Perhaps you’re here because your child is struggling in school, and it is more than you can manage at home. Never fear, dear parents; there is a system in place.
In 1975, under the Education for All Handicapped Children Act (EHA), the first IEPs were implemented in public schools. Before this time, children with disabilities were not permitted to attend with their peers. Thankfully, the passage of this act granted neurodiverse and struggling students a legal right to education. A lot has changed since the 1970s, and in 2023, every child has an equal opportunity in K-12 public schools.
What is an IEP in simple terms?
Simply put, an IEP stands for Individualized Education Plan. It is a legally binding road map that defines the accommodations, support, and services needed to support the learning and development of a child from age 3 to high school graduation. This support plan falls under the umbrella of IDEA, the Individuals with Disabilities Act, and plans are available for eligible students in Florida’s K-12 Public Schools.
Who qualifies for an IEP in Florida?
There are 13 qualifying disability categories. (GR3-2011.p65 (parentcenterhub.org)) This disability must be proven to hinder the child’s ability to learn, and the team must show a track record of poor academic performance.
The process typically takes 60 days. The initial eligibility phase requires parental requests in writing, 30 days for the school team to determine the need, and 30 days to create an individualized plan. The school will work with you to discuss your child’s previous progress and listen to your concerns. Assessments may be given to your child’s teachers and pediatrician, too. The school team will revisit the IEP every 12 months to ensure objectives are met and modify if necessary.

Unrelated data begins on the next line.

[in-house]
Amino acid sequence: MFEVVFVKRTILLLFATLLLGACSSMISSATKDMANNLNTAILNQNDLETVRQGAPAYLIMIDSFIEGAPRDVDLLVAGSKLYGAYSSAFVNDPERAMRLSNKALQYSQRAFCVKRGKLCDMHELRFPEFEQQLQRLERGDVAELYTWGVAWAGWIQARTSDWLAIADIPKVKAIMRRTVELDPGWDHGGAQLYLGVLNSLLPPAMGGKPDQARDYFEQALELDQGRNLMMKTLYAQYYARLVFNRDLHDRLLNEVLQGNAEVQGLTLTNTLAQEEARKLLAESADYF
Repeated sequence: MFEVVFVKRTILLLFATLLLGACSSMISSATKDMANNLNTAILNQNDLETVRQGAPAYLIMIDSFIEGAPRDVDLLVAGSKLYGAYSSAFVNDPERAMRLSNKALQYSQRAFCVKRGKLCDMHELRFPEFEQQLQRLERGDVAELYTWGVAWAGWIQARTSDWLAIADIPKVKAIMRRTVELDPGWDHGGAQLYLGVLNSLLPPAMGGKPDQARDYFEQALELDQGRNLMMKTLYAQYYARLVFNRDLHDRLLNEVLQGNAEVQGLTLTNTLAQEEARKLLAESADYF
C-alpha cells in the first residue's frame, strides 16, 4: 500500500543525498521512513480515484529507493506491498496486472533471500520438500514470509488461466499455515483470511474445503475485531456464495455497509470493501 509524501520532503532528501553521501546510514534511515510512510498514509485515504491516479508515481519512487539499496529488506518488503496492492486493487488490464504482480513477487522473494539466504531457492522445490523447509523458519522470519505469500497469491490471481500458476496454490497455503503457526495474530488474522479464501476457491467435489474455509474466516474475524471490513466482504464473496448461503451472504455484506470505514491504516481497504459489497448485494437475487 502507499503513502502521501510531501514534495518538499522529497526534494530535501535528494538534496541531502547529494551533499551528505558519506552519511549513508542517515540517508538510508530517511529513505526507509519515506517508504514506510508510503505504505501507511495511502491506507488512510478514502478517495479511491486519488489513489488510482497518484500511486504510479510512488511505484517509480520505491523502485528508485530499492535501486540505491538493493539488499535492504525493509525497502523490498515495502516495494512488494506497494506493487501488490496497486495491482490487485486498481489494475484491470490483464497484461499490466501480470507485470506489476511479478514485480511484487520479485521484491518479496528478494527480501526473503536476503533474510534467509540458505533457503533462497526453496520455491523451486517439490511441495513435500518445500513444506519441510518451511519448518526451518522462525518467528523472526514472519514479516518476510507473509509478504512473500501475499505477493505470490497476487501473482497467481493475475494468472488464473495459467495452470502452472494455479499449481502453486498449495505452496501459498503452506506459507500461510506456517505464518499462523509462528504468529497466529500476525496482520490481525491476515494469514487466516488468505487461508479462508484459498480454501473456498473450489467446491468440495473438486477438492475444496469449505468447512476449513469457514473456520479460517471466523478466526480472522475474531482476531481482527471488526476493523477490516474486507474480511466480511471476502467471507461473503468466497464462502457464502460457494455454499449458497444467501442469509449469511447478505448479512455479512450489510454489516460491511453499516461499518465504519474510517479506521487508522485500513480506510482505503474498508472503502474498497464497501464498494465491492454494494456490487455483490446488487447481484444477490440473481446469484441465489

Can you have an IEP and a 504?
The short answer is no. In fact, IEP and 504 are two separate support documents. A 504 covers a broad range of disabilities and is obtained through the Guidance Department, while an IEP is only initiated if a child holds one or more of the 13 disabilities covered under IDEA. Additionally, IEPs are created with a team of ESE (Exceptional Student Education) specialists who will work with your child’s teacher to implement the plan.
Additionally, the implementation of an IEP allows parents to request an IEE, or Independent Educational Evaluation, at the cost of the district.
Why advocate for your child and ask for an IEP in Public Schools?
It takes a village. The support and interventions provided for struggling learners are invaluable, and an IEP is a free and legally binding set of accommodations and resources for the students who need it most. This document will create clear-cut guidelines for assisting your child in his or her key area of need.
Ultimately, it is your choice. As a parent, you should feel empowered to advocate for your child and reinforce the foundation of his or her learning. While some may pay for tutors, play therapy, and further evaluations, just knowing your child’s public school provides complimentary assistance for struggling learners is a comfort. Consider speaking with the members of the multidisciplinary team at your child’s school to initiate an individualized plan for your child today.